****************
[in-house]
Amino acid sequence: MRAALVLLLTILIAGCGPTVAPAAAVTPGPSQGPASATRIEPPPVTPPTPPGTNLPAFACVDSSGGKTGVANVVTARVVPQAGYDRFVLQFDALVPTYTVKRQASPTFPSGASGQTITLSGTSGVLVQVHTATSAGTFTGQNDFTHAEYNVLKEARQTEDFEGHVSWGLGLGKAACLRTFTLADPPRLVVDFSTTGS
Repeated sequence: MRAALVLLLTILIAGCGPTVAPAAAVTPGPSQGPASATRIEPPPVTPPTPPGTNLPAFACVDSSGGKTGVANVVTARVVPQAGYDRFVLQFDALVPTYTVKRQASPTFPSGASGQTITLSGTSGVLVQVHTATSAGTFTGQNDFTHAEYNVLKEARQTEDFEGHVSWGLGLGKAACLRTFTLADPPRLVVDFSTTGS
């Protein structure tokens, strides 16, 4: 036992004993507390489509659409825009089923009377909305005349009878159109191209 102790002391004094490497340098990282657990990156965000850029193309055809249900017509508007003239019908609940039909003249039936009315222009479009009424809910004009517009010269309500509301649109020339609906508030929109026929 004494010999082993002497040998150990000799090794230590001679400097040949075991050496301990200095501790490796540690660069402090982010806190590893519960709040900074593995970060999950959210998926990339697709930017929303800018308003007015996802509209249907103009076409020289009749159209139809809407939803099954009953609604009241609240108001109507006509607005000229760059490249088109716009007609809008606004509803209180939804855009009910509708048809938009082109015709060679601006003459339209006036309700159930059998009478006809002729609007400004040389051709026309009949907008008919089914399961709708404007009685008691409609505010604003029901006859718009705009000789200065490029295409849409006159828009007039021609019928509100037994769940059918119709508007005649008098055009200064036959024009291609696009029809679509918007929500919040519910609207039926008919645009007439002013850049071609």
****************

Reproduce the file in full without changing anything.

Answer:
[in-house]
Amino acid sequence: MRAALVLLLTILIAGCGPTVAPAAAVTPGPSQGPASATRIEPPPVTPPTPPGTNLPAFACVDSSGGKTGVANVVTARVVPQAGYDRFVLQFDALVPTYTVKRQASPTFPSGASGQTITLSGTSGVLVQVHTATSAGTFTGQNDFTHAEYNVLKEARQTEDFEGHVSWGLGLGKAACLRTFTLADPPRLVVDFSTTGS
Repeated sequence: MRAALVLLLTILIAGCGPTVAPAAAVTPGPSQGPASATRIEPPPVTPPTPPGTNLPAFACVDSSGGKTGVANVVTARVVPQAGYDRFVLQFDALVPTYTVKRQASPTFPSGASGQTITLSGTSGVLVQVHTATSAGTFTGQNDFTHAEYNVLKEARQTEDFEGHVSWGLGLGKAACLRTFTLADPPRLVVDFSTTGS
């Protein structure tokens, strides 16, 4: 036992004993507390489509659409825009089923009377909305005349009878159109191209 102790002391004094490497340098990282657990990156965000850029193309055809249900017509508007003239019908609940039909003249039936009315222009479009009424809910004009517009010269309500509301649109020339609906508030929109026929 004494010999082993002497040998150990000799090794230590001679400097040949075991050496301990200095501790490796540690660069402090982010806190590893519960709040900074593995970060999950959210998926990339697709930017929303800018308003007015996802509209249907103009076409020289009749159209139809809407939803099954009953609604009241609240108001109507006509607005000229760059490249088109716009007609809008606004509803209180939804855009009910509708048809938009082109015709060679601006003459339209006036309700159930059998009478006809002729609007400004040389051709026309009949907008008919089914399961709708404007009685008691409609505010604003029901006859718009705009000789200065490029295409849409006159828009007039021609019928509100037994769940059918119709508007005649008098055009200064036959024009291609696009029809679509918007929500919040519910609207039926008919645009007439002013850049071609």